• 1,351 posts
  • LocationUnited Kingdom

Posted 01 April 2016 - 08:31 AM

Hi Guys,

 

I think the term is for the grinding wheel and the boat shaped receptacle is Yagen   61618.png.

 

They are still used for grinding folk medicines in some parts of Japan.

 

Pip Pip


Malcolm


#5 Viper6924

Viper6924

    Jo Jo Saku

  • Members
  • 379 posts
  • LocationStockholm, Sweden

Posted 01 April 2016 - 09:00 AM

Thats a lovely little kit you got there, Peter! I just saw an old samurai movie displaying a grinding wheel just like that one. It was used by a man producing fireworks. So it's def related to blackpowder. Would love to have one like that.
Very nice find, indeed!

Jan

#6 Stephen

Stephen

    Oyabun

  • Members
  • 9,719 posts
  • LocationIowa

Posted 01 April 2016 - 03:11 PM

See the good karma the Prof. gets from devoting his life to teaching and education, very cool grinder the other tools don't suggest the age to me, as is ive seen like antique at gun shows.


                                  Stephen C.

                      USMC      DEC 63      APR 73

              "Nothing Fxcks you harder than time"

                        Sir  Davos Seaworth


#7 Gasam

Gasam

    Jo Saku

  • Members
  • 210 posts

Posted 01 April 2016 - 06:46 PM

Can also be used for mixing fragrant ingredients to add to bath water in the spirit world :-)

Attached Thumbnails

  • Kamaji.png

Best regards,

G. Samsonsen

#8 Geraint

Geraint

    Sai Jo Saku

  • Members
  • 1,119 posts
  • LocationCornwall UK

Posted 01 April 2016 - 10:06 PM

Dear Peter.

 

Another example of the grinding wheel is illustrated, alongside the three ingredients for gunpowder,  in the rather nice catalogue from Matsumoto Castle called "Teppo Gura".  (see p25)   Apparently the entire collection was donated to Matsumoto castle by Michishige Akahane and includes a wide range of guns as well as accoutrements for shooting.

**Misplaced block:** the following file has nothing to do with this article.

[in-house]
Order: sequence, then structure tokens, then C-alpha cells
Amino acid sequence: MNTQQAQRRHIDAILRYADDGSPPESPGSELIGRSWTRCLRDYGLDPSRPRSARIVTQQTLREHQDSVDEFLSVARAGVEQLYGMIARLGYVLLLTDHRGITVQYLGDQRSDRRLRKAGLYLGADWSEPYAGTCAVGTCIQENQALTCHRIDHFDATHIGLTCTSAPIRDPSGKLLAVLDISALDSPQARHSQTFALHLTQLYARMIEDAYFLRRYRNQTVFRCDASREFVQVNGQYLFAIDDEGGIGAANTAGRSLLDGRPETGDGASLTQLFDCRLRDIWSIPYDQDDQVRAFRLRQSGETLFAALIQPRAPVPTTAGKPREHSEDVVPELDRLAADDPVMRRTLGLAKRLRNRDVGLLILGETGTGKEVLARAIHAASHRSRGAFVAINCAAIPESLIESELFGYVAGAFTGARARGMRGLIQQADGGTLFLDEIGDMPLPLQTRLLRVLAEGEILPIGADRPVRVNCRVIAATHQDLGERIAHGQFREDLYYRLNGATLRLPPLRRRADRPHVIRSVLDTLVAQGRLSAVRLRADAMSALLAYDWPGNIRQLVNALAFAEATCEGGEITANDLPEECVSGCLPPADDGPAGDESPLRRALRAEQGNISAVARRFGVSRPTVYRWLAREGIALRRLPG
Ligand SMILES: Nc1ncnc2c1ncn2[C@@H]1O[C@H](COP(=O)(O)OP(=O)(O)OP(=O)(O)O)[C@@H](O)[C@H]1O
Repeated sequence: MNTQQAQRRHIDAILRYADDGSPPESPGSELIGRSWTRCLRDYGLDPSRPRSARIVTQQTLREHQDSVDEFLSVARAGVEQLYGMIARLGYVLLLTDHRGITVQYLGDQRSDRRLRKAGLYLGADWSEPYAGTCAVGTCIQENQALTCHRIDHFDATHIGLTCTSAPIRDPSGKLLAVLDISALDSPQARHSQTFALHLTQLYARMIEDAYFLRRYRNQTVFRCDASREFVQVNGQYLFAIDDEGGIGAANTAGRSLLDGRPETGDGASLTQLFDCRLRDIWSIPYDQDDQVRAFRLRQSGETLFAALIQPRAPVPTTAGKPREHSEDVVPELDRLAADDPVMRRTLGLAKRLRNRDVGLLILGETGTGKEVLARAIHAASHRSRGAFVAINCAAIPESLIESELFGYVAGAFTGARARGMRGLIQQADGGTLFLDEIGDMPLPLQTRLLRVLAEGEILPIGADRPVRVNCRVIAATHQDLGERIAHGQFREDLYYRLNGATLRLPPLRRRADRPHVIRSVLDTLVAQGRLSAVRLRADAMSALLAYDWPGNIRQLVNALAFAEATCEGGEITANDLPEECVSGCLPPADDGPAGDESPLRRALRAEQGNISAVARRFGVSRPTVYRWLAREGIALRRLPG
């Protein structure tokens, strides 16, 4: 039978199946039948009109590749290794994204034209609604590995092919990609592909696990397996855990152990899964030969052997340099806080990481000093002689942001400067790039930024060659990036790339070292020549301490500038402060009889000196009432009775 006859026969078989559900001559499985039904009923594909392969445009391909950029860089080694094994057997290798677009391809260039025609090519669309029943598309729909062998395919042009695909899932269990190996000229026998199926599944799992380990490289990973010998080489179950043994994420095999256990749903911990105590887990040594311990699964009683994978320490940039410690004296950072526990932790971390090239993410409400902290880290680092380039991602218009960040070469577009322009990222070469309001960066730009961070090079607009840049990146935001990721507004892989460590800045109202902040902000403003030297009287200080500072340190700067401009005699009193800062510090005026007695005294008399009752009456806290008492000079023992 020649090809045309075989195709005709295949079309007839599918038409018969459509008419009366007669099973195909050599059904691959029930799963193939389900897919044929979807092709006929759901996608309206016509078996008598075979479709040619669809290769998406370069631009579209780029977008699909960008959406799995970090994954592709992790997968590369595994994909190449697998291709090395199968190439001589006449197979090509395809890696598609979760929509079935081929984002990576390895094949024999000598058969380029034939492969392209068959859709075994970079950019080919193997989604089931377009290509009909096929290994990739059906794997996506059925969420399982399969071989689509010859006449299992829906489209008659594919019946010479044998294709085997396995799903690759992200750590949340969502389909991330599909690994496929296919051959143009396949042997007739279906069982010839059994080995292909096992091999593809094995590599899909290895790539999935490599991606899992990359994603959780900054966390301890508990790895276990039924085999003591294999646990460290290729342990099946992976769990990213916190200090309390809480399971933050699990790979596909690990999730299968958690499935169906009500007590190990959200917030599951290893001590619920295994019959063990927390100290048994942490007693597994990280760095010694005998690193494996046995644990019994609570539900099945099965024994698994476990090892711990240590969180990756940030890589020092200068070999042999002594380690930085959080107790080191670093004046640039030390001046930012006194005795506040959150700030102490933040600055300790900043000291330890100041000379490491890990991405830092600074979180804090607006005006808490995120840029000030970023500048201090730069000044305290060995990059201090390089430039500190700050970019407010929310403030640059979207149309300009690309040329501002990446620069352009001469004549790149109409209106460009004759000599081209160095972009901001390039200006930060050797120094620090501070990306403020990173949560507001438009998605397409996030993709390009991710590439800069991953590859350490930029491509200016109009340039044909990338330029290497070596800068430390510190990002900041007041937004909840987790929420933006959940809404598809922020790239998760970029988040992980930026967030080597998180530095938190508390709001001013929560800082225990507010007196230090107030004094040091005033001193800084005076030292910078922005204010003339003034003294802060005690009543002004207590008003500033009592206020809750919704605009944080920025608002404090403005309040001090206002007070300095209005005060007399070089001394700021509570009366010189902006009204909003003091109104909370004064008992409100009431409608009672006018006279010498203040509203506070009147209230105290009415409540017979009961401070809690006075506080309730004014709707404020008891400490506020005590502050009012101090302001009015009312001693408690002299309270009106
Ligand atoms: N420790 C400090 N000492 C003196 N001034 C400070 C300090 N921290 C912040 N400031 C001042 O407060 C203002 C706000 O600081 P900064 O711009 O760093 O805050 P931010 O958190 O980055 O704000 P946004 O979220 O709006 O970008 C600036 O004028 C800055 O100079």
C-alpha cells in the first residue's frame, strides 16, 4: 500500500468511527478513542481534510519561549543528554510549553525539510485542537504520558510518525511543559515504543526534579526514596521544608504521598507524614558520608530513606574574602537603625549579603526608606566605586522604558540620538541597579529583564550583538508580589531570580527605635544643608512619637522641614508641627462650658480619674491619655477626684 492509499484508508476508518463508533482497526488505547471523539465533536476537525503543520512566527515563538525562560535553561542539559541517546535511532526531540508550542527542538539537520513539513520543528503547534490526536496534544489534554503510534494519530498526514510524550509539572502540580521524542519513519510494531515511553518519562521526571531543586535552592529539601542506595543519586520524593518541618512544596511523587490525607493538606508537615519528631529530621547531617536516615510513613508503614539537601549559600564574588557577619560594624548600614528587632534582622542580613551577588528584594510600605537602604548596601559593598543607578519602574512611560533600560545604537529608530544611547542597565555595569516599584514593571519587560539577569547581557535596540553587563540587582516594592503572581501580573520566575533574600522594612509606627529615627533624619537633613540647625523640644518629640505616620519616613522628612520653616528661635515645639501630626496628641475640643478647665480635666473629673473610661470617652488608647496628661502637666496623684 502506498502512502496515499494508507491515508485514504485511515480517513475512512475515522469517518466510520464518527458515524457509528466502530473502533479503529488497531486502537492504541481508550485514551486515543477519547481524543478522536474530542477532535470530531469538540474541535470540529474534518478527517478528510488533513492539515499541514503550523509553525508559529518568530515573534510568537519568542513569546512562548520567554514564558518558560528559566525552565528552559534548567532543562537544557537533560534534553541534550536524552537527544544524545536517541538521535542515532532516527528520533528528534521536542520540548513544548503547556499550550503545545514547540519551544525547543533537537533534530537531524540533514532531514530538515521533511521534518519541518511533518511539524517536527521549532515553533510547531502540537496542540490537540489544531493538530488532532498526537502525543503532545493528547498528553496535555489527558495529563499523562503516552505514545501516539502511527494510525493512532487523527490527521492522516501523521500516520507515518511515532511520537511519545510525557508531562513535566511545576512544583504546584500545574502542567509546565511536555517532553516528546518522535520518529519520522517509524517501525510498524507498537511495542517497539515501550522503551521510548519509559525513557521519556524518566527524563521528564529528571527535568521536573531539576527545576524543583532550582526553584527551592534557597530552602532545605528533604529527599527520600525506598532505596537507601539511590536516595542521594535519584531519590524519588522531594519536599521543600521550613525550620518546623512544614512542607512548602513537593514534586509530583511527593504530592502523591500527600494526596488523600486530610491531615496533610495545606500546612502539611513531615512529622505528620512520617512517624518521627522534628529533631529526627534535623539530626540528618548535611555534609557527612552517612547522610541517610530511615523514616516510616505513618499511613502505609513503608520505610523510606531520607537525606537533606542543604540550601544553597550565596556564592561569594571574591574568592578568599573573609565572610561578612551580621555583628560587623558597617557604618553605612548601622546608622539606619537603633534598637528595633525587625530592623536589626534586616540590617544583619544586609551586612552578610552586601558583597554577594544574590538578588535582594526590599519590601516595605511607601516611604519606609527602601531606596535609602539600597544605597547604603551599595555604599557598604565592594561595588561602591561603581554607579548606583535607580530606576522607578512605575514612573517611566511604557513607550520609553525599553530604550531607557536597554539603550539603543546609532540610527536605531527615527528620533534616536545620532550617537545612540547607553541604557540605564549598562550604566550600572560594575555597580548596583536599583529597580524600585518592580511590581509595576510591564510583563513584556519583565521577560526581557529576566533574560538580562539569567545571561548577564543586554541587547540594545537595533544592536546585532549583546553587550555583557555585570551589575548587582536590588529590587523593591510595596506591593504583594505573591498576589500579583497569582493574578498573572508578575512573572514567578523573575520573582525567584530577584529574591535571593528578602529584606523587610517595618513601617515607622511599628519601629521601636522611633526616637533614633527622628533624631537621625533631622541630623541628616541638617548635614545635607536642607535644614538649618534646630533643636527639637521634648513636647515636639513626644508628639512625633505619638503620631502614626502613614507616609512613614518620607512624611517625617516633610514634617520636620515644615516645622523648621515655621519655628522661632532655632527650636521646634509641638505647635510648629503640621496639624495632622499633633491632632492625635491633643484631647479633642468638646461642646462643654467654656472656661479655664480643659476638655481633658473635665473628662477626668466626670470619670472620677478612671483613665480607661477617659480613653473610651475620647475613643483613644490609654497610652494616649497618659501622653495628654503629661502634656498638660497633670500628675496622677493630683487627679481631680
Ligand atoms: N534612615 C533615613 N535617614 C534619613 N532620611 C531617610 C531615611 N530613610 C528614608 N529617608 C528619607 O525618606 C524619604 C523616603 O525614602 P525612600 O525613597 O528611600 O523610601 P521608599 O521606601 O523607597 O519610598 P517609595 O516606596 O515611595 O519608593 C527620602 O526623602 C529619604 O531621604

All the best


Geraint

#9 Bugyotsuji

Bugyotsuji

    Tokubetsu Juyo

  • Members
  • 4,702 posts
  • LocationJapan

Posted 04 April 2016 - 12:37 PM

Although those undoubtedly belonged to a matagi from the hills, they are not exclusive to matagi. Each of them would have been used equally by the samurai classes too. In fact there is nothing in the Yagen, the ladle, or the ball molds to shout matagi. There is no benefit for a dealer to claim matagi use, so that is why I do not doubt his claim.

 

About five years ago I bought a box of bits which were strongly reminiscent of the hunter owner. A long dirty oily rope had been interwoven with rough-hewn Hayago quick-loading tubes. There were two iron tools, for opening two types of Bisen, and a little black leather pouch, poorly woven, for carrying tinder. From a tatty ribbon hung a decrepit primer flask. Everything shouted poverty and hardship, with no evident refinement, delicacy or decoration. My Japanese colleagues looked askance. Why pay good money for something like that?

 

Agreed, though, that at many levels of society gun use continued one way or another throughout the Edo Period. As a martial art, and for hunting, for example, if not for actual war, until the proximity of Western ships set off alarm bells and a governmental urge to rearm from around the 1830s onwards.


Piers D

平常心 Heijoshin




0 user(s) are reading this topic

0 members, 0 guests, 0 anonymous users

IPB Skin By Virteq